HEALTH Secretary Matt Hancock yesterday announced even tighter rules for parts of the North East – making it illegal to break the rules on socialising with other households.
This means people living in those areas – including Newcastle and Durham – have been thrown into confusion over what the new rules are, and how they differ from other local lockdown areas.
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In most areas with local lockdown restrictions, including the North West, the North East, the West Midlands, Greater Manchester and parts of West Yorkshire, people are no longer able to meet with other people in their homes or gardens.
The guidance tells people under local lockdown rules they are not allowed to meet up with people they don’t live with – even if the friends they are visiting don’t live in local lockdown areas.
It means if someone lives in Manchester, and they want to visit a friend who is otherwise allowed to have people over because there are no local lockdown restrictions in the area, they would not be allowed to.
In most of Scotland, Northern Ireland and Wales, people are not allowed to meet up with anyone except those from their household and support bubble in any indoor setting.
In Northern Ireland and Scotland you can meet with up to six people outside (kids not counted).
But in England support bubbles are still allowed.
Scots are still able to meet up with others outdoors and in private gardens.
People in lockdown areas in England are discouraged in the guidance from seeing people they don’t live with outside, but they won’t face fines for breaking those rules.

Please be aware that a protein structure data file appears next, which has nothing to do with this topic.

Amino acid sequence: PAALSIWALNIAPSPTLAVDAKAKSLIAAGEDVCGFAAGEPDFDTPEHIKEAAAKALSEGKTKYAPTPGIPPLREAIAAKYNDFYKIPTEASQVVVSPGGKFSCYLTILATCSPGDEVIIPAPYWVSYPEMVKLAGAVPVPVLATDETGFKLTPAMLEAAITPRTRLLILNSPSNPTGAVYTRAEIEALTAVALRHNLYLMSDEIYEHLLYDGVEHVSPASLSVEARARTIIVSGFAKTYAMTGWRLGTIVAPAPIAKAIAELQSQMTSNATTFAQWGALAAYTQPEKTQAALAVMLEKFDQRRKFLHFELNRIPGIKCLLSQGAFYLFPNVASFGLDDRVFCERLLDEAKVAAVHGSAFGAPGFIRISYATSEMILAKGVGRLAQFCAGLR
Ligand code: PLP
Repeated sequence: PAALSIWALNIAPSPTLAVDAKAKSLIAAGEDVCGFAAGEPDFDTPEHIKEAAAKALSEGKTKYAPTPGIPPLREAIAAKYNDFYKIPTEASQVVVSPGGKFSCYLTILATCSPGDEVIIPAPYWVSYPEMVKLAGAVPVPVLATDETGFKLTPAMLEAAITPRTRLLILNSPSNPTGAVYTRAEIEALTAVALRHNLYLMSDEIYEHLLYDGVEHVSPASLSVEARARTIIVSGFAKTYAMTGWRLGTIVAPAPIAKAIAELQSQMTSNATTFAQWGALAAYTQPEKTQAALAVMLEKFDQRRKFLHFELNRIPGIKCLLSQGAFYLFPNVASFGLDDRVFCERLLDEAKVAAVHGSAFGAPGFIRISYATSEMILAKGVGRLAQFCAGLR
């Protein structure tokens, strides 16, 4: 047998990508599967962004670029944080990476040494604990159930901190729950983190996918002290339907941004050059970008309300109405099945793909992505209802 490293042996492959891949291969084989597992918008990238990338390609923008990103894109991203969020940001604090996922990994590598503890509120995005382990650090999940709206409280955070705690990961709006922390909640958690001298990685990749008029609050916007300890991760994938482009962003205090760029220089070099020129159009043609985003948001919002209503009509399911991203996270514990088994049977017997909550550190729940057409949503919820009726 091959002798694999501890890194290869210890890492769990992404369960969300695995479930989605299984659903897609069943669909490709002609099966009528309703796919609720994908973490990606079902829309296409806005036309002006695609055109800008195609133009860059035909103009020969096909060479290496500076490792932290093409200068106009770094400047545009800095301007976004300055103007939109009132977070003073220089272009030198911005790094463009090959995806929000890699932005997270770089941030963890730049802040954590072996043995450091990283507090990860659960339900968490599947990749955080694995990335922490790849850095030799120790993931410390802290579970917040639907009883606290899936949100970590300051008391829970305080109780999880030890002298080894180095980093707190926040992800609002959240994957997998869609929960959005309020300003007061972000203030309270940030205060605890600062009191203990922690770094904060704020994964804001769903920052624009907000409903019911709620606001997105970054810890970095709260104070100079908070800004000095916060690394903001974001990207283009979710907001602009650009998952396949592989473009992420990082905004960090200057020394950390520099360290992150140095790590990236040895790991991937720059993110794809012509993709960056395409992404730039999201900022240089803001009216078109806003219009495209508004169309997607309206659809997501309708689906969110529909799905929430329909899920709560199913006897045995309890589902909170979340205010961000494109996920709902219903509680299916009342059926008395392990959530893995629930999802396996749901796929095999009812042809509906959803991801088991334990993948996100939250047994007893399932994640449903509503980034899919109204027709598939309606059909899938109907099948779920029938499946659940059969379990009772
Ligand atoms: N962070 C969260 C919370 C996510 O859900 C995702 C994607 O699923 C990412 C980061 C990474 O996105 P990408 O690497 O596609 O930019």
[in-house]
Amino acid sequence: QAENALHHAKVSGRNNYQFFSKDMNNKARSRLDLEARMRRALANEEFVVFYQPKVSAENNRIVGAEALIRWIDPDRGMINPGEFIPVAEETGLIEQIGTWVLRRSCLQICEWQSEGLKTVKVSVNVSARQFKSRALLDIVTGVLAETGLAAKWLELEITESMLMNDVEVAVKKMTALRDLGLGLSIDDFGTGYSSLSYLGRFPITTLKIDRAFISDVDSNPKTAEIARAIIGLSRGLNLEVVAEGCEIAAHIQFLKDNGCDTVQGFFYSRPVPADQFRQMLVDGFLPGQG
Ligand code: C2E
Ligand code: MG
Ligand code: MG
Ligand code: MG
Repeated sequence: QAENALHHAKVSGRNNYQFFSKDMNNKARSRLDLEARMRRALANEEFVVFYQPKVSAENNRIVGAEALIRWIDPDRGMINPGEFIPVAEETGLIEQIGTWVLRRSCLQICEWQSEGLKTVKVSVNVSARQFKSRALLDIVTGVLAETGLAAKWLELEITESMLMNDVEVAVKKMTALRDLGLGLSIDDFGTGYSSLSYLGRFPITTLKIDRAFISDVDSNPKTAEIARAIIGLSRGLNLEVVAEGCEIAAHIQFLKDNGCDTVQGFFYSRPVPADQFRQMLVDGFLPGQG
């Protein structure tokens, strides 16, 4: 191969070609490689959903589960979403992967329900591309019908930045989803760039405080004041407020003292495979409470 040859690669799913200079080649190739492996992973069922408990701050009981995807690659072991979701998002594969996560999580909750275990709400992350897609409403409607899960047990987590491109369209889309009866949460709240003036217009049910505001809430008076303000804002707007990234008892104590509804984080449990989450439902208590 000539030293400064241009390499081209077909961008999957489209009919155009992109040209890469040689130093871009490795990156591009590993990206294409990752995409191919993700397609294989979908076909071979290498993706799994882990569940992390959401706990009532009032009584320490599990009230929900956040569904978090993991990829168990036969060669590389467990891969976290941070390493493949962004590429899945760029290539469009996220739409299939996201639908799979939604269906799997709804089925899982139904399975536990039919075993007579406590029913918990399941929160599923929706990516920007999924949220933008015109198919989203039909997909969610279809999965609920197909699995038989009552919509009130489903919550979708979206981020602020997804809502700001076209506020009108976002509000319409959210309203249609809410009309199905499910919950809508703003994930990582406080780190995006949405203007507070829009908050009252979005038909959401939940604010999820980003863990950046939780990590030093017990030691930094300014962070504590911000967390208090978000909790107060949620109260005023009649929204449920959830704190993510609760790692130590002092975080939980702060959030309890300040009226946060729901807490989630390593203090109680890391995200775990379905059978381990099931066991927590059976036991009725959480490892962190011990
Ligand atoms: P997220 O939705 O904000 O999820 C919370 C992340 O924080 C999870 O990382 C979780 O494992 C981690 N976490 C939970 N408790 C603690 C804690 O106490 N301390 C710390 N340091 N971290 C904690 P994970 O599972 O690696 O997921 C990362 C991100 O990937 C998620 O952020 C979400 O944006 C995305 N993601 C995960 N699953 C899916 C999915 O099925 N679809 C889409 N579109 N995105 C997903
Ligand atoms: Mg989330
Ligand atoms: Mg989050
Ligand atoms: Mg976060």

In local lockdown areas in Wales, including Cardiff, people are not allowed to meet anyone outdoors either.
But the rules are very different in different areas.
In the North East – people who live in Durham, Gateshead, Newcastle, North Tyneside, South Tyneside, Northumberland and Sunderland – the directive to not socialise with other households has been made a legal requirement.
That means that people can be fined for mixing with people they do not live with or are outside their support bubble.
Fines for a first offender have now been doubled to £200 and rise up to £6,400.
But for people outside of the North East, but are in local lockdown areas that rule against household mixing is still advice only.
That means if they do ignore it, they won’t be fined, but crucially, they can be fined for breaking the national rule of six which applies across the nation.
The confusion has prompted Manchester Mayor Andy Burnham to demand simpler, more coherent rules.
Yes, you can still go to the pub in most local lockdown areas.
However, the rules are different in Bolton, where pubs and restaurants have been forced to close with skyrocketing infection rates.
In lockdown areas, you can only go to the pub with the people in your household – not to socialise with people you don’t live with.
And the national 10pm curfew means everyone will have to finish their last drink in time for the early closing.
The rules say you must not “socialise with people you do not live with, unless they’re in your support bubble, in any public venue.”
The rule applies both indoors and outdoors – meaning you can’t sit outside the pub with a friend and catch up over a pint.